Crest offers consumers new reason to smile
Crest has launched Be, a new line of toothpastes that features three new flavors: Mint Chocolate Trek, Vanilla Mint Spark and Lime Spearmint Zest.
“Crest is always looking at trends to develop products that give consumers a unique yet effective experience,” said Rishi Dhingra, marketing director, Procter & Gamble. “Crest Be was developed out of the research and insights that consumers are looking for experiential purchases. The new toothpastes not only provide the foundational benefits needed for oral health but allow for an unexpected experience through flavors that offer personal expression.”
The new toothpastes, developed by an in-house team of flavorists at Procter & Gamble, will begin rolling out the first week of February and retail for $4.99. The products can be found in drugstores, mass retailers nationwide and on www.crest.com/be.
Cloud computing just got cheaper and faster
One year after Amazon Web Services launched its Redshift brand data warehousing solution, the company has upgraded the service to offer users faster data crunching capabilities at lower cost.
Technically speaking, the company said the Redshift data warehousing service added something called dense compute nodes, a new SSD-based node type, that enables customers to create even faster, lower-cost data warehouses. Customers can now start smaller, with 160GB datasets for as little as 10 cents an hour and then easily scale to a cluster with thousands of cores, terabytes of RAM, and hundreds of terabytes of SSD storage as their needs grow.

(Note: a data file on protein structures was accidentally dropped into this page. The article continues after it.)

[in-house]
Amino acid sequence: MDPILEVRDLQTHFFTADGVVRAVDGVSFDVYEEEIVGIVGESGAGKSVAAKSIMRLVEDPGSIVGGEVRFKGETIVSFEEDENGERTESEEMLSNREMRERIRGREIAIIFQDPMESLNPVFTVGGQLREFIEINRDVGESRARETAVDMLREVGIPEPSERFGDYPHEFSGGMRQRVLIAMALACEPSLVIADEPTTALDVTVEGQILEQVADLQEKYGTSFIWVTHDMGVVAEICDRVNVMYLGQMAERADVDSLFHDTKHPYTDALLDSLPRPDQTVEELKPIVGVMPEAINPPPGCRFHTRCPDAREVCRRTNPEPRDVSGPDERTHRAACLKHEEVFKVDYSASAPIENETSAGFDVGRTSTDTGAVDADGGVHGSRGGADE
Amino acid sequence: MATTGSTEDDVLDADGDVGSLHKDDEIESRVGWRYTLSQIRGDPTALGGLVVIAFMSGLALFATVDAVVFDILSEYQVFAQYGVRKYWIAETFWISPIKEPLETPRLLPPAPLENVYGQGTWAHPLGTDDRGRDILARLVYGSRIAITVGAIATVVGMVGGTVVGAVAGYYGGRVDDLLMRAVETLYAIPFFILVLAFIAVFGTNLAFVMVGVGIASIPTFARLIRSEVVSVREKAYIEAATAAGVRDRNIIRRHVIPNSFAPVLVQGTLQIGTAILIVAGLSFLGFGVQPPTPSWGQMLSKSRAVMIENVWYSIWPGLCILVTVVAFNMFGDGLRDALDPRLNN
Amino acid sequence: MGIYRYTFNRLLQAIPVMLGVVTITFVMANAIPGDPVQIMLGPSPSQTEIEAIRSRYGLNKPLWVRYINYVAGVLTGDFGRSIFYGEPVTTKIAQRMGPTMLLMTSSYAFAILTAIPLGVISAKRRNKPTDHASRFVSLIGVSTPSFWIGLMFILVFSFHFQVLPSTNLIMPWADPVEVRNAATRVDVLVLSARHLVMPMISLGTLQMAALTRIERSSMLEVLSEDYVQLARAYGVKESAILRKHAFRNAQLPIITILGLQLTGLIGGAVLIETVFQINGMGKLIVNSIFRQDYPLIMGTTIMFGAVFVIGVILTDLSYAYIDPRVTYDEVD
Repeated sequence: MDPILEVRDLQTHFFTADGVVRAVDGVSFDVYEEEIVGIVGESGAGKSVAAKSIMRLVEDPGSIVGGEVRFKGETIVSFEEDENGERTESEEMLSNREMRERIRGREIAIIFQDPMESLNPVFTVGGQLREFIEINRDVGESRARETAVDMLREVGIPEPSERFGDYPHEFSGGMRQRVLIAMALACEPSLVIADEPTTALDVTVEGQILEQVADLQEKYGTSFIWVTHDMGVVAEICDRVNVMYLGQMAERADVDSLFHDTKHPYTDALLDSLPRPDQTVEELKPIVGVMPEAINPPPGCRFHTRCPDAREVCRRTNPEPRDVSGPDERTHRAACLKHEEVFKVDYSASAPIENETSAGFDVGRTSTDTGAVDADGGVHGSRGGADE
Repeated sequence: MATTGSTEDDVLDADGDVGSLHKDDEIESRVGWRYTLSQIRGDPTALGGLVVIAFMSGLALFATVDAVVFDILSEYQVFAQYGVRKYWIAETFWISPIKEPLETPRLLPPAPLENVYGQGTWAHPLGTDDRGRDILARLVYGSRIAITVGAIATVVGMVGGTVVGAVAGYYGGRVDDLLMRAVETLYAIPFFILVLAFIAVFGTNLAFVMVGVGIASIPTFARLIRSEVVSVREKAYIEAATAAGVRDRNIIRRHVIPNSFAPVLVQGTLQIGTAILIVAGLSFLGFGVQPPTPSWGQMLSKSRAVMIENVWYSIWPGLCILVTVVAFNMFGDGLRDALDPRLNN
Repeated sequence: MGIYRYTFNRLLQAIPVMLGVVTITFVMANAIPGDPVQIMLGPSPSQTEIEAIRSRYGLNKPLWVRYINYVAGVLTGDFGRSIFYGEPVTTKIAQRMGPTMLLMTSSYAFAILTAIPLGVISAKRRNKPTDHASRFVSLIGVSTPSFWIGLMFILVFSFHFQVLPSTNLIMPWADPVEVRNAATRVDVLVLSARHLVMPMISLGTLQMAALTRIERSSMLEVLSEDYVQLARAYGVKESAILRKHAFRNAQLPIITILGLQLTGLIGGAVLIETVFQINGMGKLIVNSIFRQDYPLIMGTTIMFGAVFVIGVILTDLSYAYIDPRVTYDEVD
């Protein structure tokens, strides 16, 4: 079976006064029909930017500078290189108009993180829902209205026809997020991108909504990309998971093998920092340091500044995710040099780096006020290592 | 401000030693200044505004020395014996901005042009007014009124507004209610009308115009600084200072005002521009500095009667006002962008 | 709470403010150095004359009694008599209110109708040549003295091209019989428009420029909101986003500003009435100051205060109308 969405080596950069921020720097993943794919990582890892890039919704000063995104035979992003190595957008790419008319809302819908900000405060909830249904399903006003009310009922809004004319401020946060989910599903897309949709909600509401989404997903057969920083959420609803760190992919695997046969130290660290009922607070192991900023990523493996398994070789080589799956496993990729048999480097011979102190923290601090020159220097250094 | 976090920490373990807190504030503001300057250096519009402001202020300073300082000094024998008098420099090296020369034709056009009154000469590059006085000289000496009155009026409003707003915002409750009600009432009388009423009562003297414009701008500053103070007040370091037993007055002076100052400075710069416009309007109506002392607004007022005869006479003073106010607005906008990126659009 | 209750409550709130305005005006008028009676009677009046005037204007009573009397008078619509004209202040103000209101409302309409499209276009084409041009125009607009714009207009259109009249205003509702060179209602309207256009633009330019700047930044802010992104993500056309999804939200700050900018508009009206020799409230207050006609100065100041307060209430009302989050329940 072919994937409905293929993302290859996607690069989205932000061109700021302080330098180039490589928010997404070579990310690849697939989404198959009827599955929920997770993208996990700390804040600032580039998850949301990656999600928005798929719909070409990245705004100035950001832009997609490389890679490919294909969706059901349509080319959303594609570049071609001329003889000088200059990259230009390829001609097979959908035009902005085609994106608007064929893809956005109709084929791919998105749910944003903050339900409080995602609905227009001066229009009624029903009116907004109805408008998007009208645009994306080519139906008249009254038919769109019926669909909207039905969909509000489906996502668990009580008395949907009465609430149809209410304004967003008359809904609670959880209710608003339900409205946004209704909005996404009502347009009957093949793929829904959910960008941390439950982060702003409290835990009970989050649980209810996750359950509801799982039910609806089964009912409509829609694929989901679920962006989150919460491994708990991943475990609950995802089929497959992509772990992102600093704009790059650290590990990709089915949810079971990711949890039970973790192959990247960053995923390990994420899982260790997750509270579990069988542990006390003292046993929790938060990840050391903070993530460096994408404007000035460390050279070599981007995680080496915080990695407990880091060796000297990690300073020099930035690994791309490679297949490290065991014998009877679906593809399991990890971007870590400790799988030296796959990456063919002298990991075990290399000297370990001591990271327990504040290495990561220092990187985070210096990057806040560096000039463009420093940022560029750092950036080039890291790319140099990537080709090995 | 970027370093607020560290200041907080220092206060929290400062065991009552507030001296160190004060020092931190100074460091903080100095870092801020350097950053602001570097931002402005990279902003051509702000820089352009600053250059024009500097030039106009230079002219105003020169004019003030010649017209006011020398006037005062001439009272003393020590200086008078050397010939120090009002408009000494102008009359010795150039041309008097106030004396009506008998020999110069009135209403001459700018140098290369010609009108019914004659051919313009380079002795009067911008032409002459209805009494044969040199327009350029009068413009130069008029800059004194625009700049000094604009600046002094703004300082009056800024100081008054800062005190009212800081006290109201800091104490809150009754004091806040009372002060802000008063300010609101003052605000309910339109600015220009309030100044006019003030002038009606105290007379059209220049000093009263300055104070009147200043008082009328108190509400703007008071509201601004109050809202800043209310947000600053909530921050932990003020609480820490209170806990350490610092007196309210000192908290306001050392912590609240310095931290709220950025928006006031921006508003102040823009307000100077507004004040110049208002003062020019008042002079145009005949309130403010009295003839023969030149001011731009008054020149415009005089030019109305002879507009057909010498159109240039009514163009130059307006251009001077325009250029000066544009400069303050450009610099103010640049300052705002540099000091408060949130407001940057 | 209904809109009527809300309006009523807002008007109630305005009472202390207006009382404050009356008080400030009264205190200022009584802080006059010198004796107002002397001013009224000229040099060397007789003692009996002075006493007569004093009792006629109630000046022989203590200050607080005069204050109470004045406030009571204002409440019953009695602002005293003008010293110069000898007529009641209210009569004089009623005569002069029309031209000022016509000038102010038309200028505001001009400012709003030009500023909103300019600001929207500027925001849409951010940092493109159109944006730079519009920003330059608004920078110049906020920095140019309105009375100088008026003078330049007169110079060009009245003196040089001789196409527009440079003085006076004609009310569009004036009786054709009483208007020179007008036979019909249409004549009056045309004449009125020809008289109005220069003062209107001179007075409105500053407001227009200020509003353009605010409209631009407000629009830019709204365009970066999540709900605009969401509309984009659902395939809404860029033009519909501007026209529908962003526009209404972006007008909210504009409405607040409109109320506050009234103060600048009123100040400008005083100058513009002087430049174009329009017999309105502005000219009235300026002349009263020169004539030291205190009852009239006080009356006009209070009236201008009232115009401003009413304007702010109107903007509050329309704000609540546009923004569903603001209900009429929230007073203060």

“Amazon Redshift has become the fastest-growing service in the history of AWS by providing customers with a fast, fully managed, petabyte-scale data warehousing service for a tenth the price of traditional solutions,” said Raju Gulabani, VP of database services for AWS. “We have been actively engaging with our customers using Amazon Redshift and watching them tap into insights that were previously out of reach to help grow their businesses. Today, we are making Amazon Redshift even more accessible to customers, lowering the cost of a single node by as much as 56% while increasing the ratio of CPU, RAM, and I/O to storage to offer even higher performance.”
Amazon said its Redshift customers now have two choices of nodes: a dense compute node and dense storage node. The difference is dense compute nodes are ideal for customers who have less than 500GB of data in their data warehouse or for customers with more than 500GB of data whose primary focus is performance. With dense compute nodes, customers can scale up to hundreds of terabytes, giving them the highest ratio of CPU, memory, and I/O to storage. Where the dense storage nodes come into play is when performance isn’t as critical for a customer’s use case, or if customers want to prioritize reducing costs further. Dense storage nodes can scale up to a petabyte or more of compressed user data.
Among the customers who takes advantage of Redshift is Pinterest, the visual discovery tool where people Pin ideas and plans to their boards.